How Calgary Floods Changed Canadian Insurance

Not having been affected by the rain storm that hit the Cape Breton Regional Municipality this past Thanksgiving, I had the luxury of learning about the difference between “overland flooding” and “sewer backup” weeks later, over a beer with a friend whose basement had flooded.


Thanksgiving floods, CBRM, 2016. (Photo by Sean O’Connell of Studio Seven, North Sydney)

The woman sent by his insurance company to inspect the damage noted the water had come from the toilet (sewer backup) rather than through the doors and windows (overland flooding) and so settled his claim immediately, writing a check at his kitchen table.

As difficult as it is to imagine, having your sewer backup can count as “lucky” when your home is flooded in the CBRM – or anywhere else in Canada. As Brian Maltman, CEO of the General Insurance OmbudService told me:

…for the longest time, Canada has not had…overland flood insurance available to ordinary folks like you and me. They’re available sometimes for commercial or industrial policies but Canada has stood out as one of the few countries in the developed world where that cover has not been available.

This was true even when the overland flooding stemmed from the same root cause as the sewer backup, as was the case during the Thanksgiving storm.

I asked Glenn McGillivray, director of the Institute for Catastrophic Loss Reduction (ICLR) about overland flood insurance and he said it was not offered previously in Canada partly for what he called “really high-level technical” reasons and partly due to the “inability to get a measure of risk.”

We have very poor flood maps in Canada, many of them are very dated. The federal government kind of got out of the flood mapping and mitigation business…They used to cost-share with the provinces and they stopped that program a number of years ago and things just kind of fell by the wayside.

So, when you look at flood maps across the country, some of them are super updated, some of them are really old, some of them are still just paper maps and some of them use very old methodologies and technologies…It was really a big mess that nobody wanted to touch, and…when you combine that with the technical reasons for not offering it, it just wasn’t appealing to insurance companies.

But then, in June 2013, Calgary and southern Alberta experienced the region’s most severe floods since the early 1900s. A report by an Expert Management Panel convened after the disaster estimated provincial damages between $5 billion and $6 billion. Damage to City of Calgary infrastructure alone cost more than $445 million ($166 million of which was recoverable through insurance). In the wake of this disaster, McGillivray said insurers realized they had to do something about flood coverage:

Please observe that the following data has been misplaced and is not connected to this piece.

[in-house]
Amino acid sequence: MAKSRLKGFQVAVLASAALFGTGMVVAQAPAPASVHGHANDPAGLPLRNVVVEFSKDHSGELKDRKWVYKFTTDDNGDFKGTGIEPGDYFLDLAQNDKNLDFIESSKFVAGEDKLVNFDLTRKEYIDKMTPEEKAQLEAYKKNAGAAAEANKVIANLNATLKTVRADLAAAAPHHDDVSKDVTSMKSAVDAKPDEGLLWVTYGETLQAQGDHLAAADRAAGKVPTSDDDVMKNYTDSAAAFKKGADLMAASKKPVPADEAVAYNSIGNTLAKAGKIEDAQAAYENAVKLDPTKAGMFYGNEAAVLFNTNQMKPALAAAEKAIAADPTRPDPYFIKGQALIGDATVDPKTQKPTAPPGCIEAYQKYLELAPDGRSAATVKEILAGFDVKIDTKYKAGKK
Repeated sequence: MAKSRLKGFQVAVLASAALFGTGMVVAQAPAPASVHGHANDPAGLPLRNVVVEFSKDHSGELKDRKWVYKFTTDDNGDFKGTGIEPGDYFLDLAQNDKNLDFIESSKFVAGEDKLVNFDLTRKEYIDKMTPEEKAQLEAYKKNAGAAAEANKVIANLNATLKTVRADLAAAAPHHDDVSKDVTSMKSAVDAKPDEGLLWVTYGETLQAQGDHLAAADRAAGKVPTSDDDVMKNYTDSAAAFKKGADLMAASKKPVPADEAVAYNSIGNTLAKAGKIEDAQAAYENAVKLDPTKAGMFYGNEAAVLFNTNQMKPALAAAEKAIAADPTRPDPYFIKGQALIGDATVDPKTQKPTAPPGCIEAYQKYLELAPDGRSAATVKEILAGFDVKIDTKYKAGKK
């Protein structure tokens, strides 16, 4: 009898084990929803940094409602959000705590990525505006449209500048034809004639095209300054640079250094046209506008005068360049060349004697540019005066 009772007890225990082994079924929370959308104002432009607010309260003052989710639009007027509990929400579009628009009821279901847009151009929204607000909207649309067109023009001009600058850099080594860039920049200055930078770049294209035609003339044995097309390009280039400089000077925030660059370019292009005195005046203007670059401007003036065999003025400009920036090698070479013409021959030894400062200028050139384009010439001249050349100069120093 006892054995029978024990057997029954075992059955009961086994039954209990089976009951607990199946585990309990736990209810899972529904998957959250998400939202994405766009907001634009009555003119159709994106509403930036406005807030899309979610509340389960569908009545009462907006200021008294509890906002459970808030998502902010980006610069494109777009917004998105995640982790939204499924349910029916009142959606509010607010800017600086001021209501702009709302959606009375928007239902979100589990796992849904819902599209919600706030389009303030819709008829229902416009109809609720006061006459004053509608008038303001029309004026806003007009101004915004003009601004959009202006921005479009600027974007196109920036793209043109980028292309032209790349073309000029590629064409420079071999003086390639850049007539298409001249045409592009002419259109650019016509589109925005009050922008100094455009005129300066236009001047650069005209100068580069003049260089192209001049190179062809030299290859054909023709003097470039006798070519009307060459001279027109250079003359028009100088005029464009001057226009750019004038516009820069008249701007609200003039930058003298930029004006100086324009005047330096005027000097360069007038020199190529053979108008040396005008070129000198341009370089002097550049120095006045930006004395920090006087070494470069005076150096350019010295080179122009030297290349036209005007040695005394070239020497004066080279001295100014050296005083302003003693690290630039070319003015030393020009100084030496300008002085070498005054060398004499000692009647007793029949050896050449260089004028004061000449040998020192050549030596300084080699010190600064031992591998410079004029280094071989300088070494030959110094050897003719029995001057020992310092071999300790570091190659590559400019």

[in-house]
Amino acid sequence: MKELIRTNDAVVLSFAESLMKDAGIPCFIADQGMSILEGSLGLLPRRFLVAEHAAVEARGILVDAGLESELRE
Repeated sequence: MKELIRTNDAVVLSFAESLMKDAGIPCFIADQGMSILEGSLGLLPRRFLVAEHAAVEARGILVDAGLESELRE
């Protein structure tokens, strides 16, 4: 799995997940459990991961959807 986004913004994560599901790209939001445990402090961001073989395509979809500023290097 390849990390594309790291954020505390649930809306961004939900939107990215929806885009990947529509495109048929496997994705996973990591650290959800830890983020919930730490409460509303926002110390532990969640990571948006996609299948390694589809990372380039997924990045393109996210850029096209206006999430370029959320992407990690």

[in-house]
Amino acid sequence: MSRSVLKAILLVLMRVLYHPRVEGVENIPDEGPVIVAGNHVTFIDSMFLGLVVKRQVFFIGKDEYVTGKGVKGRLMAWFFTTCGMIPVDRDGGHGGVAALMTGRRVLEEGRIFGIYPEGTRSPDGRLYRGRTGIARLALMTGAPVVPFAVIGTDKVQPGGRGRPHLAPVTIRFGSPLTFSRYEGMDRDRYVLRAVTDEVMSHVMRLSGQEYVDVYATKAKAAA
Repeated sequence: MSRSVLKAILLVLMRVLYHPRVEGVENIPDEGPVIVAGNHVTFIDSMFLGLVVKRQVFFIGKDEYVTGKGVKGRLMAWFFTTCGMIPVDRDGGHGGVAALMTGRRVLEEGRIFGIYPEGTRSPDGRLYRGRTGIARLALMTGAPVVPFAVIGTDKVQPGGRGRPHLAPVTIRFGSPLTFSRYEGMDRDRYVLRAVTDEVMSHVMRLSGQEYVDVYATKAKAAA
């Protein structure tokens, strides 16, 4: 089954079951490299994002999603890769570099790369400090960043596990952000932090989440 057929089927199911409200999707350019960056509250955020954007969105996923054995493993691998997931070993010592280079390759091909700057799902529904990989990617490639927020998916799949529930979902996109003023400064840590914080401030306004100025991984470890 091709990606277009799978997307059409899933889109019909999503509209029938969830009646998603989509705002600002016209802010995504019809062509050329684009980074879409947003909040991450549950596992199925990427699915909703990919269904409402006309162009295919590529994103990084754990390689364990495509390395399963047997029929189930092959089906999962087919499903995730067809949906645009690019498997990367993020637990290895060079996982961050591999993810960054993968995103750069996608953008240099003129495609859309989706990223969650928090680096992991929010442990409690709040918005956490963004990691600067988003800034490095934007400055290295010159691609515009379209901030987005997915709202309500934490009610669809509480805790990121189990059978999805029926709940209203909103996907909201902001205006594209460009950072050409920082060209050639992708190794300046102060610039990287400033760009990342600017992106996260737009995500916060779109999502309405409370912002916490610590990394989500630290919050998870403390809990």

…many insurances ended up paying, probably, for flooded basements that they shouldn’t have paid for because they were not sewer backup, they were overland flood. And I think some of the driver there was, ‘Let’s develop a product that will expand on water coverage because we’re probably going to end up paying for it in some way. So let’s come up with an expanded water coverage package.’ I’d say probably about a dozen companies or so have that right now.

Most of the companies that launched overland flood cover last year started out in Alberta and Ontario, with plans to expand eventually to other provinces. This is the case with Cooperators, which describes itself as “the first Canadian insurer to include overland flooding as part of our water damage insurance for Alberta homeowners.” (And, according to McGillivray, the only insurer that will cover homes on the floodplain or floodway.)

Centre Street Bridge, Calgary floods, 2013

Centre Street Bridge, Calgary floods, 2013 (Photo by Ryan L. C. Quan, CC BY-SA 3.0, via Wikimedia Commons)

I didn’t do an exhaustive search, but I found a company right here on the island — Huestis Insurance Group, with an office in North Sydney  — that offers overland flood insurance. (I contacted them for more information and they directed me to the Aviva site.)

McGillivray said the ICLR, an independent, not-for profit research center established by Canada’s property and casualty (p&c) insurance industry, has no window into the pricing of overland flood insurance, but it was his understanding it was not “extremely expensive.”